While in the Basque Country I also interviewed Iker Muniain, an immensely talented young midfielder who will shoulder a lot of the responsibility next season following the exits of Javi Martinez and Fernando Llorente over the last 12 months. After discussing that pressure and his hopes for a less stressful campaign this season, the conversation switched to San Mames and the youngster's eyes lit up.

"The moment you walk out of the tunnel, you immediately understand why it's so special," the 20-year-old said, speaking from the heart. "I've played in many different stadia and I'm not just saying this because I'm an Athletic player, because anyone who comes here would say the same - you only have to be here, to be down there on the pitch and you can feel that this stadium is different. Playing here is something that I will treasure forever."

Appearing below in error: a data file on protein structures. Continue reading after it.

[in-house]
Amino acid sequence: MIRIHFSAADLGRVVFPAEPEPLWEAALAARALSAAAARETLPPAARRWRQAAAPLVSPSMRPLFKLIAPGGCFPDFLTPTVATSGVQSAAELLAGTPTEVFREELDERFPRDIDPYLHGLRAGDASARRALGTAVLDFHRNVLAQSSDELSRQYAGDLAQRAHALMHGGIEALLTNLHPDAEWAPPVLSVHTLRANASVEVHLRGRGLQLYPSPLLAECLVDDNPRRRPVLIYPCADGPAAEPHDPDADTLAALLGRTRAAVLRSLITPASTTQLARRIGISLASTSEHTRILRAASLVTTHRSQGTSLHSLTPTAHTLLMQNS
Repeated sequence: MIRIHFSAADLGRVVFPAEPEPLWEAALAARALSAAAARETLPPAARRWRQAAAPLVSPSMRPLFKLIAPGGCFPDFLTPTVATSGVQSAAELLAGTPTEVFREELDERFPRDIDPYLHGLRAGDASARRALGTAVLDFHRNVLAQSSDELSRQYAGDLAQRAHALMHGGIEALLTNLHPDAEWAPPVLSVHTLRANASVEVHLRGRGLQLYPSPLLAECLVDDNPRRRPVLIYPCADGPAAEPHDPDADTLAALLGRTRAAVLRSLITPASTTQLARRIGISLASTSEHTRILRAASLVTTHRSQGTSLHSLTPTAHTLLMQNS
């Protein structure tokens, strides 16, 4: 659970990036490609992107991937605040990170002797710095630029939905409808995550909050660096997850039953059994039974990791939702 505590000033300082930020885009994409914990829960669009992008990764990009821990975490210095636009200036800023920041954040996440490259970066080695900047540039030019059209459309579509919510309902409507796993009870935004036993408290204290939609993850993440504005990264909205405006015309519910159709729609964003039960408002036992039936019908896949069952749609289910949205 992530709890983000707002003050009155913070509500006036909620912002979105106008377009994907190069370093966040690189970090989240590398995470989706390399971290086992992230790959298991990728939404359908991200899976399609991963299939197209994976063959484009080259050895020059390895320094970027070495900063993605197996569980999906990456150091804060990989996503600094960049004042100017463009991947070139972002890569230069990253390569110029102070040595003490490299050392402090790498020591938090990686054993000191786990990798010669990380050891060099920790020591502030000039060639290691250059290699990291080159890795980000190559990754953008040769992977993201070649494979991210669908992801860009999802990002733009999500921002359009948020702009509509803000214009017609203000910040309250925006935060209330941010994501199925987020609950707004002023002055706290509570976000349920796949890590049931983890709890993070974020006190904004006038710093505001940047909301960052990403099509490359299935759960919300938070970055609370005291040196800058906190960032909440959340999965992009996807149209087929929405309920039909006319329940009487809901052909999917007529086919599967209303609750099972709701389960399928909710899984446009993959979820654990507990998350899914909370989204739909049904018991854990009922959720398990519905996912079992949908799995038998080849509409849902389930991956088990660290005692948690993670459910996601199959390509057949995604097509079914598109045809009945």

I'm pretty sure he meant it. Muniain is young but you can tell he loves what he does. Only this week the midfielder returned three days early to pre-season training. After helping the Spain under-21 side to victory in Israel he had been given some extra days holiday, but the youngster missed his team-mates and was keen to get stuck in.

I asked Muniain to pick the best game he'd ever seen or played at San Mames and he didn't have to think for a second. "The game against Manchester United," he shot back. "It was an unbelievable match and we managed to knock them out of the Europa League. We knocked out Manchester United! It was unreal and the fans were beside themselves. It was a wonderful moment."